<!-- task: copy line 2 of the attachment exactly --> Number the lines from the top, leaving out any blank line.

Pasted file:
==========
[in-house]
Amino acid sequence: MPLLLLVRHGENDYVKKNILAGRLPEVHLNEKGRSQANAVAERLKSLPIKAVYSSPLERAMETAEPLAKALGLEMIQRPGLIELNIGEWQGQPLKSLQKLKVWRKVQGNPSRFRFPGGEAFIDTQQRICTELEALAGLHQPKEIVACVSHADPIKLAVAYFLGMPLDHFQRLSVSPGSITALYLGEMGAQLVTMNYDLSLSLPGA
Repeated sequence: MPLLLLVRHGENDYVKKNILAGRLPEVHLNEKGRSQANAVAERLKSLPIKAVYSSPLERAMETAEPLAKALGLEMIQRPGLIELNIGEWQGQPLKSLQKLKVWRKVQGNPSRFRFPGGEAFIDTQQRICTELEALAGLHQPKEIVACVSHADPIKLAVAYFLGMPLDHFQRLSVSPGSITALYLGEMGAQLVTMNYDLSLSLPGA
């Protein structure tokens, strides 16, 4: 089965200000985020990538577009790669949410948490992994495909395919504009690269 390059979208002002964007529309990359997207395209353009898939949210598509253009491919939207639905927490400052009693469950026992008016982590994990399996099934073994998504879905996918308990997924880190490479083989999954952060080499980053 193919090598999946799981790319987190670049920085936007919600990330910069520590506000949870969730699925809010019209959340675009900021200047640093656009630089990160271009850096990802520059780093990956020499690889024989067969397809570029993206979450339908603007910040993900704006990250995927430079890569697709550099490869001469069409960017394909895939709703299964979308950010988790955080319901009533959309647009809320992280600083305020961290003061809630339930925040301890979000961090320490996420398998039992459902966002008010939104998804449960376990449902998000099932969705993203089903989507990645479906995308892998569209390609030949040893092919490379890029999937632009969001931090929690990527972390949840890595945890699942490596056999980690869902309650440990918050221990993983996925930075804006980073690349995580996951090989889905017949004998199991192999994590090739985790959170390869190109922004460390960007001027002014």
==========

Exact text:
Amino acid sequence: MPLLLLVRHGENDYVKKNILAGRLPEVHLNEKGRSQANAVAERLKSLPIKAVYSSPLERAMETAEPLAKALGLEMIQRPGLIELNIGEWQGQPLKSLQKLKVWRKVQGNPSRFRFPGGEAFIDTQQRICTELEALAGLHQPKEIVACVSHADPIKLAVAYFLGMPLDHFQRLSVSPGSITALYLGEMGAQLVTMNYDLSLSLPGA